Saturdays and Sundays are often days where I would grab lunch with the Noctonals, to recount the adventures of the previous night and make plans for the upcoming day.
For my first Saturday in Buenos Aires, I headed to a local cafe (my neighborhood is full of nice-looking restaurants) for brunch. The cafe was very elegant, with a great bar, excellent menu and only a block from my front door.
As soon as I sat down, the mozo, waiter, came up to me and asked, "English?" to which I replied "Si, pero estoy practicando mi español," to which he congratulated me on my accent and gave me his full-life story. I may be getting better at understanding what people are saying, but still no clue what my mozo was telling me.
After perusing the drink and food menus, I ordered agua mineral sin gas (I hate fizzy water, but love carbonated soft drinks, one of life's great mysteries.), an empanada de lomo and an ensalada de ceasar.
The empanada arrived first, and was so delicious, filled with beef and egg and onion.
Then the salad was delivered. It looked delicious, a large glass bowl filled with big leafy greens, slices of grilled chicken and shards of aged Parmesan. The mozo tossed it at the table and left me to dig in.
I helped myself to a forkful of lettuce and chicken, and started chewing when I noticed something was very, very wrong. So wrong that I had to spit out my mouthful of salad into my napkin.
I was eating fish.
I wasn't born yesterday when it comes to ceasar salad dressings; I know the good ones are made with anchovies. But the beauty of it is that you can never really taste the fishiness when you're eating the salad.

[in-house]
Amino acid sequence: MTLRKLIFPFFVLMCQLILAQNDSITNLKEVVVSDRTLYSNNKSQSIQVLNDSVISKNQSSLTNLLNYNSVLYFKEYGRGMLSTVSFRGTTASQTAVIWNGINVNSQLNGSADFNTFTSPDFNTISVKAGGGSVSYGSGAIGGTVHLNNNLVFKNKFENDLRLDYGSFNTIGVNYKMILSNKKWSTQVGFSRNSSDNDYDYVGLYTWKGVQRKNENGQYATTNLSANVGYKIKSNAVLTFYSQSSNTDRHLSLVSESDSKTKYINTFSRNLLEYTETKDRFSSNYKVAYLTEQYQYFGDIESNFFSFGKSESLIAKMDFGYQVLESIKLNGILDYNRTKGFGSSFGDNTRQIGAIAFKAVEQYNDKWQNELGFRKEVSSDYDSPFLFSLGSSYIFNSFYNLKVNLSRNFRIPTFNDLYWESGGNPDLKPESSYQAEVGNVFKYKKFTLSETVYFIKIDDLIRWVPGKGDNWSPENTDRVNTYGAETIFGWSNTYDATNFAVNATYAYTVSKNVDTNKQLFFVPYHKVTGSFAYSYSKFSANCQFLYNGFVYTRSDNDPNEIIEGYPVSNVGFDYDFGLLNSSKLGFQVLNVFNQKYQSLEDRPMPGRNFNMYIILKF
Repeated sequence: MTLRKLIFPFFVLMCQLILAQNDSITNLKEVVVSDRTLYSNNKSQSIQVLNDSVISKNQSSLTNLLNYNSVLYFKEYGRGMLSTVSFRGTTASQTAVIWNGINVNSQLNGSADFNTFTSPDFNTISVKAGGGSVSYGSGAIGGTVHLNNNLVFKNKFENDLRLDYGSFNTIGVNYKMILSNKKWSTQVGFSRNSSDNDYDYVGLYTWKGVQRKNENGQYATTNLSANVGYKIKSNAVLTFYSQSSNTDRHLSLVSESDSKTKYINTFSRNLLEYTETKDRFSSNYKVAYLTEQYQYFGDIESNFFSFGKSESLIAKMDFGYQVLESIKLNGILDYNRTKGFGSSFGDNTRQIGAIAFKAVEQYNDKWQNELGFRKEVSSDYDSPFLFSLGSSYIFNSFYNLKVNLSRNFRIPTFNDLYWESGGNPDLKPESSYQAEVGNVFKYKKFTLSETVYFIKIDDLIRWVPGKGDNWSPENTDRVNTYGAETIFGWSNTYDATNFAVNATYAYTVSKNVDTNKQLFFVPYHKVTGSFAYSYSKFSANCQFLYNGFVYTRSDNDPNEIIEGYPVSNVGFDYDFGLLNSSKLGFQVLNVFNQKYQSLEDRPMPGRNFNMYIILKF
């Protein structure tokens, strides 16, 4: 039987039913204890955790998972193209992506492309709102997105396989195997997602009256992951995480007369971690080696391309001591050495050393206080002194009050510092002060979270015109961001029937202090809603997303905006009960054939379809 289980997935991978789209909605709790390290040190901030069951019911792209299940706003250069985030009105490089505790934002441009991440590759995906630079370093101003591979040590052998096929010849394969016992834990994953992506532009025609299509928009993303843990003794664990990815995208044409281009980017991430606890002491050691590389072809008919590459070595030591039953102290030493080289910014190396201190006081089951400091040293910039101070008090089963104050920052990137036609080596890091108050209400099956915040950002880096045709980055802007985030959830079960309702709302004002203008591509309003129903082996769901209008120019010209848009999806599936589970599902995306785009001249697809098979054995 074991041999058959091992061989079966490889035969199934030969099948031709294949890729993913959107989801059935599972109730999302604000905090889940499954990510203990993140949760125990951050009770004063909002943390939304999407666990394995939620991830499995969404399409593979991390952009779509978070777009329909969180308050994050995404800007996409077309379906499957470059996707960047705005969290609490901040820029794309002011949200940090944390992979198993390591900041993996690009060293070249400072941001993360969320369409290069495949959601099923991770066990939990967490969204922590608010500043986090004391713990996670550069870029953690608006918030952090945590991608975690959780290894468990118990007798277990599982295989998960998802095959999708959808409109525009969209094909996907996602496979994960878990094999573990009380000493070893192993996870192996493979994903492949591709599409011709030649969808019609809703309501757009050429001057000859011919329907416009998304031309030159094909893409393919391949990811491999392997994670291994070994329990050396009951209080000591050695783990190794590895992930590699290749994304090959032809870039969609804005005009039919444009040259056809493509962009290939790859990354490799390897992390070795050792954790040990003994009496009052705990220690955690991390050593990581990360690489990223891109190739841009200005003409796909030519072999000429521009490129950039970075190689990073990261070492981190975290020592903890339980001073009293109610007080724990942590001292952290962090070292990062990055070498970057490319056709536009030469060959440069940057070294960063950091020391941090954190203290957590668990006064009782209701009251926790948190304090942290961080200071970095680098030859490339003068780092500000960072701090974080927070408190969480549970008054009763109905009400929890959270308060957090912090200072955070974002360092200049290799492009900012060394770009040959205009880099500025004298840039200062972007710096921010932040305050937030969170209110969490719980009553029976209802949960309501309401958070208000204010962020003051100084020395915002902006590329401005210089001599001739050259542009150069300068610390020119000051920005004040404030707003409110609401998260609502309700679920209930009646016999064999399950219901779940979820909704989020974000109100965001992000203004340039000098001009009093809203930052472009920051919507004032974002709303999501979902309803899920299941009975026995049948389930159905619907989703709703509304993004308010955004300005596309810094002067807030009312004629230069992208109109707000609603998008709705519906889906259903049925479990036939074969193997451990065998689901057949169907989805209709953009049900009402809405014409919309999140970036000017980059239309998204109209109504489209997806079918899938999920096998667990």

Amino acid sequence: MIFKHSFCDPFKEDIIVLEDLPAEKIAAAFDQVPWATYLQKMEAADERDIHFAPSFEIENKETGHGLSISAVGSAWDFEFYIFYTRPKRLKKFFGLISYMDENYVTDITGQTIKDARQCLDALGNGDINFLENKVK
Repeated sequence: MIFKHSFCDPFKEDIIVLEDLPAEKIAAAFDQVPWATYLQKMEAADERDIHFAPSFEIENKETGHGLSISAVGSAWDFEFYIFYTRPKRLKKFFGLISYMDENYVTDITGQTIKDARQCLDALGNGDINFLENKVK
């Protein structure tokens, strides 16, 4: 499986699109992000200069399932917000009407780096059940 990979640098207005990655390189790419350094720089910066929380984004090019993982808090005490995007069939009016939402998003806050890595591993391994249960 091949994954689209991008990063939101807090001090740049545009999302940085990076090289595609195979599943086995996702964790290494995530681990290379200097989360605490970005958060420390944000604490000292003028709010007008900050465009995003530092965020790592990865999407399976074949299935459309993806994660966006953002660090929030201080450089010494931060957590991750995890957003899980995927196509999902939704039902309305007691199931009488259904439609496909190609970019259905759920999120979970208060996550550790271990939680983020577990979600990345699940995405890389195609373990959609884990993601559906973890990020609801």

The same couldn't be said for my salad at lunch. The dressing was straight up fish mayonnaise.
Every piece of food in the salad bowl was swimming in creamy fish mucus, and if I couldn't swallow one bite, there was no way I'd put a noticeable dent in the serving. There was no place to hide the evidence that I would not be completing this meal, and I immediately started reviewing phrases in Spanish to explain to the mozo why I wasn't touching the salad.
The mozo came by a couple of times to check on me, but finally he noticed I wasn't eating the salad, and asked me if anything was wrong.
I replied, "A mi no me gustan las verduras,"my attempt at my dad's standard joke, "I'm trying to hold back on my veggies."
He didn't understand that I was joking, so I explained that I was full and couldn't finish. I was worried he would be insulted, and I did not want to alienate the mozo at what I hoped would be a favorite neighborhood cafe.
My fears were put to rest when he brought me the check and asked me, in Spanish, how many girlfriends I have. I told him I had many, but he gave me a joking look and said,
"No, you only have one. But me? I have four girlfriends."
We shared a laugh (his genial, mine rather nervous) and left me to pay the bill. I hadn't insulted him too badly, it seemed, and I knew I would be coming back, although steering clear of the dreaded ensalada de ceasar.